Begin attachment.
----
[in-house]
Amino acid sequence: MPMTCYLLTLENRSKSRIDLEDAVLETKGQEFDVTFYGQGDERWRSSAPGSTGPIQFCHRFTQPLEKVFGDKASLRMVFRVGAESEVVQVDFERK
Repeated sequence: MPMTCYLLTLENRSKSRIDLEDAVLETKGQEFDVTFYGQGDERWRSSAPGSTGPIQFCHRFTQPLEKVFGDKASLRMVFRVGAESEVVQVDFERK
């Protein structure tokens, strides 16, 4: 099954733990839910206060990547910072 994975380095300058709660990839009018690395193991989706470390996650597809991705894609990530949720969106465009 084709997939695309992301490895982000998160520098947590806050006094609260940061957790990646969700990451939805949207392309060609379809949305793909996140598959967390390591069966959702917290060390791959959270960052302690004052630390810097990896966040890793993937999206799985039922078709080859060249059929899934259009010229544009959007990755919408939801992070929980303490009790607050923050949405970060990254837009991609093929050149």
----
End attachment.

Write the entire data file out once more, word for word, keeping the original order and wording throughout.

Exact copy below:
[in-house]
Amino acid sequence: MPMTCYLLTLENRSKSRIDLEDAVLETKGQEFDVTFYGQGDERWRSSAPGSTGPIQFCHRFTQPLEKVFGDKASLRMVFRVGAESEVVQVDFERK
Repeated sequence: MPMTCYLLTLENRSKSRIDLEDAVLETKGQEFDVTFYGQGDERWRSSAPGSTGPIQFCHRFTQPLEKVFGDKASLRMVFRVGAESEVVQVDFERK
């Protein structure tokens, strides 16, 4: 099954733990839910206060990547910072 994975380095300058709660990839009018690395193991989706470390996650597809991705894609990530949720969106465009 084709997939695309992301490895982000998160520098947590806050006094609260940061957790990646969700990451939805949207392309060609379809949305793909996140598959967390390591069966959702917290060390791959959270960052302690004052630390810097990896966040890793993937999206799985039922078709080859060249059929899934259009010229544009959007990755919408939801992070929980303490009790607050923050949405970060990254837009991609093929050149």